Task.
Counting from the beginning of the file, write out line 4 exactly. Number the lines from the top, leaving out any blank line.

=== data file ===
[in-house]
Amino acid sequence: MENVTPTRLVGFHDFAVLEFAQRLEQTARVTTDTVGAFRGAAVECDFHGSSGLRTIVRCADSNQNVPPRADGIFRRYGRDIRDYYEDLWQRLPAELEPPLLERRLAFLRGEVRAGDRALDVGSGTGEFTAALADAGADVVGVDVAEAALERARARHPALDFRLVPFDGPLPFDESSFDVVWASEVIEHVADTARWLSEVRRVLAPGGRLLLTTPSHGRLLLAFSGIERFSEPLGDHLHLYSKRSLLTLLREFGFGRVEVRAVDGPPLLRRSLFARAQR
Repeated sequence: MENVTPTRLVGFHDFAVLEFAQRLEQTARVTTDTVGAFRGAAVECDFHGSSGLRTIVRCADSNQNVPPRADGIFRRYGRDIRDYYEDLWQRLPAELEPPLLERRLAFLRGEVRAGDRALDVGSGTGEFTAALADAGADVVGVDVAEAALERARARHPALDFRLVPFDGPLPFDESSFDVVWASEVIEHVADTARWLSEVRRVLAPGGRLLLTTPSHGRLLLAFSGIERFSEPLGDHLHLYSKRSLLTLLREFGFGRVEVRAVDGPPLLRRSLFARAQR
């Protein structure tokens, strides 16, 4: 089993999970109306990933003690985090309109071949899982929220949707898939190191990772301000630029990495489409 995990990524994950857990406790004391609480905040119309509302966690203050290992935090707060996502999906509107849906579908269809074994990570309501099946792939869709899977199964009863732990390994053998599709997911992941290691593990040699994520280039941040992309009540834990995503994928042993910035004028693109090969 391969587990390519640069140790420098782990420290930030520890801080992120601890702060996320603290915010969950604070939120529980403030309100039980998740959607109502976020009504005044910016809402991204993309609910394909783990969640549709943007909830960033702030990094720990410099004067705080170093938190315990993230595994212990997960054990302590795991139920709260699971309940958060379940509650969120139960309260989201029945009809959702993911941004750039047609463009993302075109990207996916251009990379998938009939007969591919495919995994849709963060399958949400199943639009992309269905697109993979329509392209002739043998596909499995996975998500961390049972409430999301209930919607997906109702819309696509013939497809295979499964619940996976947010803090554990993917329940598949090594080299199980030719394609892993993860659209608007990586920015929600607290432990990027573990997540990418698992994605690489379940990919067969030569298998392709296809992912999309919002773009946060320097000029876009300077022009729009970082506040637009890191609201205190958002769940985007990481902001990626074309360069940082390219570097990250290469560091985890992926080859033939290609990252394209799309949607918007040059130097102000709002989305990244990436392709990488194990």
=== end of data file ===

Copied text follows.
């Protein structure tokens, strides 16, 4: 089993999970109306990933003690985090309109071949899982929220949707898939190191990772301000630029990495489409 995990990524994950857990406790004391609480905040119309509302966690203050290992935090707060996502999906509107849906579908269809074994990570309501099946792939869709899977199964009863732990390994053998599709997911992941290691593990040699994520280039941040992309009540834990995503994928042993910035004028693109090969 391969587990390519640069140790420098782990420290930030520890801080992120601890702060996320603290915010969950604070939120529980403030309100039980998740959607109502976020009504005044910016809402991204993309609910394909783990969640549709943007909830960033702030990094720990410099004067705080170093938190315990993230595994212990997960054990302590795991139920709260699971309940958060379940509650969120139960309260989201029945009809959702993911941004750039047609463009993302075109990207996916251009990379998938009939007969591919495919995994849709963060399958949400199943639009992309269905697109993979329509392209002739043998596909499995996975998500961390049972409430999301209930919607997906109702819309696509013939497809295979499964619940996976947010803090554990993917329940598949090594080299199980030719394609892993993860659209608007990586920015929600607290432990990027573990997540990418698992994605690489379940990919067969030569298998392709296809992912999309919002773009946060320097000029876009300077022009729009970082506040637009890191609201205190958002769940985007990481902001990626074309360069940082390219570097990250290469560091985890992926080859033939290609990252394209799309949607918007040059130097102000709002989305990244990436392709990488194990």